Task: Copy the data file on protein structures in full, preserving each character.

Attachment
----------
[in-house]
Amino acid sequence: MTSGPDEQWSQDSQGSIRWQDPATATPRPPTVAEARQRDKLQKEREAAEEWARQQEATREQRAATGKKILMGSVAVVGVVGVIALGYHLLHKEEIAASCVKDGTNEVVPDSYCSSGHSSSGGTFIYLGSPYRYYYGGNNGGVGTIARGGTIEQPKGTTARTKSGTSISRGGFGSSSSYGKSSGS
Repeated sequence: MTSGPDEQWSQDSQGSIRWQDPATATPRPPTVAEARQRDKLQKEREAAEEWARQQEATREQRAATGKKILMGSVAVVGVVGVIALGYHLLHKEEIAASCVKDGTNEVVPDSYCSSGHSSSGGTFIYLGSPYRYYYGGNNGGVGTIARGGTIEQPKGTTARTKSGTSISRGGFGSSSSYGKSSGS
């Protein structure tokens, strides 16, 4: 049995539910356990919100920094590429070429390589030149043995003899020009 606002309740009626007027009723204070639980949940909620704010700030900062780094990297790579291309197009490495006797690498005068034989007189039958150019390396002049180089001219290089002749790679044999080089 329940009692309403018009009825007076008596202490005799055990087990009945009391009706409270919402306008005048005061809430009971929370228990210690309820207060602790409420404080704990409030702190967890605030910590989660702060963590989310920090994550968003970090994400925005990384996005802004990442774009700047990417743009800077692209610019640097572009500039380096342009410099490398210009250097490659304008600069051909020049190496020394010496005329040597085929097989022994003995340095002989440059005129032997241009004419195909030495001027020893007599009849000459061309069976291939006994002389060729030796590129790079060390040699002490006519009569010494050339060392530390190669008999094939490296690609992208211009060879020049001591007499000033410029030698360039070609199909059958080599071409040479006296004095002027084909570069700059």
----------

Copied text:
[in-house]
Amino acid sequence: MTSGPDEQWSQDSQGSIRWQDPATATPRPPTVAEARQRDKLQKEREAAEEWARQQEATREQRAATGKKILMGSVAVVGVVGVIALGYHLLHKEEIAASCVKDGTNEVVPDSYCSSGHSSSGGTFIYLGSPYRYYYGGNNGGVGTIARGGTIEQPKGTTARTKSGTSISRGGFGSSSSYGKSSGS
Repeated sequence: MTSGPDEQWSQDSQGSIRWQDPATATPRPPTVAEARQRDKLQKEREAAEEWARQQEATREQRAATGKKILMGSVAVVGVVGVIALGYHLLHKEEIAASCVKDGTNEVVPDSYCSSGHSSSGGTFIYLGSPYRYYYGGNNGGVGTIARGGTIEQPKGTTARTKSGTSISRGGFGSSSSYGKSSGS
């Protein structure tokens, strides 16, 4: 049995539910356990919100920094590429070429390589030149043995003899020009 606002309740009626007027009723204070639980949940909620704010700030900062780094990297790579291309197009490495006797690498005068034989007189039958150019390396002049180089001219290089002749790679044999080089 329940009692309403018009009825007076008596202490005799055990087990009945009391009706409270919402306008005048005061809430009971929370228990210690309820207060602790409420404080704990409030702190967890605030910590989660702060963590989310920090994550968003970090994400925005990384996005802004990442774009700047990417743009800077692209610019640097572009500039380096342009410099490398210009250097490659304008600069051909020049190496020394010496005329040597085929097989022994003995340095002989440059005129032997241009004419195909030495001027020893007599009849000459061309069976291939006994002389060729030796590129790079060390040699002490006519009569010494050339060392530390190669008999094939490296690609992208211009060879020049001591007499000033410029030698360039070609199909059958080599071409040479006296004095002027084909570069700059």